His father is killed by his uncle, who is made King - marries his mother who appears un-phased by her husband's death and all those close to him, including the one woman he loves appears to be plotting against him. Forced into a situation where almost no one is to be trusted and haunted by ghosts of his father, what started as prolonged mourning festers into deep depression, manifested in behaviours of madness. The most tragic of great tragic hero's, Shakespeare's Hamlet is a character so damaged by his family's situation that it seals his own doom. In a sense, from the outset, you know he is going to die. It's the process leading up to it which becomes so engrossing.
The most famous soliloquy that Shakespeare wrote is of Hamlet's most internal conflicts verbalized in what I believe to be one of the most beautiful monologues created in history. To be, or not to be? Hamlet ponders the meaning of life, the concept of an afterlife - whether there will be anything to "greet" you on the other side, if so, will it be worse than what one experiences in waking life? He ponders his own personal defects of being too afraid and inept to take his own life....or whether this is a product of his father's memory which haunts him daily. He ponders his great revenge - whether he is capable of killing the man whom murdered his father and whether it will put an end to all his suffering. Or is it worth ending it all completely - both murderer and victim? It's a complex monologue which weaves and wields words into such an intricate way that it requires examination and analysis to understand it, but upon understanding, it becomes one of the most profound speeches one will ever hear.
To be, or not to be: that is the question:
Whether 'tis nobler in the mind to suffer
The slings and arrows of outrageous fortune,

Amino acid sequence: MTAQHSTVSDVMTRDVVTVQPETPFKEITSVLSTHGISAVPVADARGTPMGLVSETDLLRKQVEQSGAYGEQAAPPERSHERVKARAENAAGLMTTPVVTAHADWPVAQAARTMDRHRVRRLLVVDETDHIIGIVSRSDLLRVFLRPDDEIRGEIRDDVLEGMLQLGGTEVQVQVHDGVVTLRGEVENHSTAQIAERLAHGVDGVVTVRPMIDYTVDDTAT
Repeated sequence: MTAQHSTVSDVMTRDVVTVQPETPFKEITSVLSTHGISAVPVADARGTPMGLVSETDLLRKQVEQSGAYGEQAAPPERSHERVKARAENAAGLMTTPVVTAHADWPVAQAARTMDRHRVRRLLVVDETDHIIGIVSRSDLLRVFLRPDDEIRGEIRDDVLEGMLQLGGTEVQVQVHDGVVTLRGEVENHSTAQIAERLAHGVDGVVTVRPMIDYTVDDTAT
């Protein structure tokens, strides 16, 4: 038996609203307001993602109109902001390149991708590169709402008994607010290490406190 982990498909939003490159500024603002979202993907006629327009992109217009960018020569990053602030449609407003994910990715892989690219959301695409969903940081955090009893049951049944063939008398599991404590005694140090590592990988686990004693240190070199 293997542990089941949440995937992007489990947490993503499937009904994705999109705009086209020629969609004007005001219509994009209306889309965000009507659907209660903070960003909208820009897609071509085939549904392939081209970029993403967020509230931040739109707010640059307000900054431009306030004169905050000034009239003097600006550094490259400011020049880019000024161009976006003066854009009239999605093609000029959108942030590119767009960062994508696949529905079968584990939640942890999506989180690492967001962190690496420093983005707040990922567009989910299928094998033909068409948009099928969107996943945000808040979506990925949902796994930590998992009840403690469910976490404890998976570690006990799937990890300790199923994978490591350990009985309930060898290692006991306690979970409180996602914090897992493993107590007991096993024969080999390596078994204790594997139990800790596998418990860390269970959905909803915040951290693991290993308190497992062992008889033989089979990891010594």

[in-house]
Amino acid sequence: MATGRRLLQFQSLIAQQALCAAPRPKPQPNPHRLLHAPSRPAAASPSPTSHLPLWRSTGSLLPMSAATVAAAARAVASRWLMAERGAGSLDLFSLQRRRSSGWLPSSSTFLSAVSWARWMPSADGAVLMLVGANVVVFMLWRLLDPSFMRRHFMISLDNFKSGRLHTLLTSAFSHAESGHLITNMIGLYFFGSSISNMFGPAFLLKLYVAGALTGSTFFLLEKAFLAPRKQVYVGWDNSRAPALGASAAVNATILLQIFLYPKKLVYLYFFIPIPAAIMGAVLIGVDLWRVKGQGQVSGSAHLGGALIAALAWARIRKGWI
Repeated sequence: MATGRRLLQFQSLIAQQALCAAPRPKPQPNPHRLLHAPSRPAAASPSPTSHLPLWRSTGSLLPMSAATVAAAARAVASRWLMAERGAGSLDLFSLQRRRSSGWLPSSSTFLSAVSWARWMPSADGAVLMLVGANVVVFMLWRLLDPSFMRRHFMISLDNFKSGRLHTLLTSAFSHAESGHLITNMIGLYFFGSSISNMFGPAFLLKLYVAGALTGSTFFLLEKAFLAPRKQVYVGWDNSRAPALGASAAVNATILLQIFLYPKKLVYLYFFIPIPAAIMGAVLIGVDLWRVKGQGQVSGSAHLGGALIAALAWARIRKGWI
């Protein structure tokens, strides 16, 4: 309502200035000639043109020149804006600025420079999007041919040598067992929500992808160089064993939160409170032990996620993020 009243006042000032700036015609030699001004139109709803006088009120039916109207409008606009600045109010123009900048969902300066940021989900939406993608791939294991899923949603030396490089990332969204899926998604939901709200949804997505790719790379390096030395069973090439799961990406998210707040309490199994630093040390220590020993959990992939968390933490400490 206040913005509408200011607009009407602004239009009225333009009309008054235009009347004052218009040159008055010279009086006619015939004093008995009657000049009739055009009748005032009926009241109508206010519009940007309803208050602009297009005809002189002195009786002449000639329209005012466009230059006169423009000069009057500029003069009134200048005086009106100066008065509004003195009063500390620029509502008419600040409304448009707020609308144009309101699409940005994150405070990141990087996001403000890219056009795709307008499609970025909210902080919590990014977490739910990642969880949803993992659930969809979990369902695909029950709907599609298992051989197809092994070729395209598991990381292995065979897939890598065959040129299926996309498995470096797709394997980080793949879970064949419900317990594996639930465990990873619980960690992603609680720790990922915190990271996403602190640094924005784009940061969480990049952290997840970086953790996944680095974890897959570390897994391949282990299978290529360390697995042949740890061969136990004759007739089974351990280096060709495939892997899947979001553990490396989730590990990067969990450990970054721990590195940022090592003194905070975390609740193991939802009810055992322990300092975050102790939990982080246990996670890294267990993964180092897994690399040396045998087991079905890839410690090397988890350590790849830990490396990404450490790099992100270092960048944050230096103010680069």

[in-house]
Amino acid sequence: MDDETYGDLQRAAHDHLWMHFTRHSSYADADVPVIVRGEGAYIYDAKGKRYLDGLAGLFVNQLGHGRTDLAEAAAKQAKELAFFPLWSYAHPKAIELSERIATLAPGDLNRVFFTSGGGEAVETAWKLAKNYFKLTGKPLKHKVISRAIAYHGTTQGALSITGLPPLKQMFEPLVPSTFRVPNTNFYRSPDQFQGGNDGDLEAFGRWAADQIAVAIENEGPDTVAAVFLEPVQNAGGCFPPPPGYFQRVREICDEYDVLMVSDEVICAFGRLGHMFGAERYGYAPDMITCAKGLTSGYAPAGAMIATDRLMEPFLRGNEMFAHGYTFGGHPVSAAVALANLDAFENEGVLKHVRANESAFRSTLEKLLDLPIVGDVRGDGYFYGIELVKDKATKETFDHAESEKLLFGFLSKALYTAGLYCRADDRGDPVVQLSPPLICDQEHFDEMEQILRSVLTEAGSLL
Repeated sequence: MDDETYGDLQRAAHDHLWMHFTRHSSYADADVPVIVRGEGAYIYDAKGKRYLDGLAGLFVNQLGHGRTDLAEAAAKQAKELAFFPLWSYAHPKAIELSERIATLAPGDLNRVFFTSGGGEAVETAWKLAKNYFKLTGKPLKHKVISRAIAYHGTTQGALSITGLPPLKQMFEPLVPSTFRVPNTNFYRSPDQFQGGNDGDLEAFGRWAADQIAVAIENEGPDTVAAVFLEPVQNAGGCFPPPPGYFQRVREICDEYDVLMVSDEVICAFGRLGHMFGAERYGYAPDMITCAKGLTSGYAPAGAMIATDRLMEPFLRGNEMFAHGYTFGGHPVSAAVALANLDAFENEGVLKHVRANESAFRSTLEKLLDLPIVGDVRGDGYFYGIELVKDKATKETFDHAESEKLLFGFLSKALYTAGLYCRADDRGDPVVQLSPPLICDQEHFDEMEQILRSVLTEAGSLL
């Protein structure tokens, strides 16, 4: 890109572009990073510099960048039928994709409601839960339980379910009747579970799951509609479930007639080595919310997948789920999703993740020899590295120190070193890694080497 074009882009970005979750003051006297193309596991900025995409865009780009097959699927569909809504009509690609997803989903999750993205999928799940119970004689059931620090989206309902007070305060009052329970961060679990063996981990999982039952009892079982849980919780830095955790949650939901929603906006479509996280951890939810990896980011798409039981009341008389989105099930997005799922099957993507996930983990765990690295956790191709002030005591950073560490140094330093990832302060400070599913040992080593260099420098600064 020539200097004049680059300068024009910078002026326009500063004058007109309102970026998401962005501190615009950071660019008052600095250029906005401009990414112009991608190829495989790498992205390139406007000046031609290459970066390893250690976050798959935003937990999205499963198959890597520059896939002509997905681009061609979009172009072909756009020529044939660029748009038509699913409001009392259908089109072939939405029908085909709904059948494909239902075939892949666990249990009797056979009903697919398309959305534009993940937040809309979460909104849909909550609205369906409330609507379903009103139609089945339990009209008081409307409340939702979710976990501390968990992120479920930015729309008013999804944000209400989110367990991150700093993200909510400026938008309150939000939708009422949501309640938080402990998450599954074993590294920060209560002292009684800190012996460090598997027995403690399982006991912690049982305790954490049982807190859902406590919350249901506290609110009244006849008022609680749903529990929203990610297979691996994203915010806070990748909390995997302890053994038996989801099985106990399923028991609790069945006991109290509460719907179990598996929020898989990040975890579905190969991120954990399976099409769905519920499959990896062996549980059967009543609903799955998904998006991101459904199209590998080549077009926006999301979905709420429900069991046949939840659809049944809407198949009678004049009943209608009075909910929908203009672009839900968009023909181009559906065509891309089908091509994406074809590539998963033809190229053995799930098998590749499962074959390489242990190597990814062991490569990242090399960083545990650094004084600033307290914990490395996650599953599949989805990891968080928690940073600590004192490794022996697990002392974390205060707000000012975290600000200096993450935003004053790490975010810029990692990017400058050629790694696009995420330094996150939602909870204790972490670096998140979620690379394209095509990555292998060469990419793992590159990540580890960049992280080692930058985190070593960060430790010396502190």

Or to take arms against a sea of troubles,
And by opposing end them? To die: to sleep;
No more; and by a sleep to say we end
The heart-ache and the thousand natural shocks
That flesh is heir to, 'tis a consummation
Devoutly to be wish'd. To die, to sleep;
To sleep: perchance to dream: ay, there's the rub;
For in that sleep of death what dreams may come
When we have shuffled off this mortal coil,
Must give us pause: there's the respect
That makes calamity of so long life;
For who would bear the whips and scorns of time,
The oppressor's wrong, the proud man's contumely,
The pangs of despised love, the law's delay,
The insolence of office and the spurns
That patient merit of the unworthy takes,
When he himself might his quietus make
With a bare bodkin? who would fardels bear,
To grunt and sweat under a weary life,
But that the dread of something after death,
The undiscover'd country from whose bourn
No traveller returns, puzzles the will
And makes us rather bear those ills we have
Than fly to others that we know not of?
Thus conscience does make cowards of us all;
And thus the native hue of resolution
Is sicklied o'er with the pale cast of thought,
And enterprises of great pith and moment
With this regard their currents turn awry,
And lose the name of action.
The reality is, Hamlet at the age of thirty experiences a meltdown of epic proportions, which one could almost liken to the maturity level of someone half his age. The issue is not that Hamlet is immature or lacking in emotional intelligence. On the contrary, the issue lies in the notion of what happens to a Prince when he is so enamoured by the image of his father (the King) that the event of his death at the hands of his own brother completely shatters the very foundations of his perceptions and beliefs of his father's infallibility. Hamlet is a son so reliant on a father figure that when it is taken away renders him completely unable to function. It's the notion that someone who is seen to be so Godly is suddenly made mortal by death. Hamlet's struggle lies in his incapacity to accept that his father is unable to supersede death. The presence of his ghost, I believe is not to be taken literally - Hamlet believes he is seeing his father's ghost and whilst this apparition's existence is confirmed by those close to him, it is rather a confirmation that Hamlet is haunted by his father's memory and the memory of his father's overbearing, powerful presence. When you miss someone so very much and to an extreme, you are haunted by their image - their memory every day and that is what Hamlet experiences. Ultimately, his only solution becomes that of revenge by killing his Uncle and it becomes his only release from torment.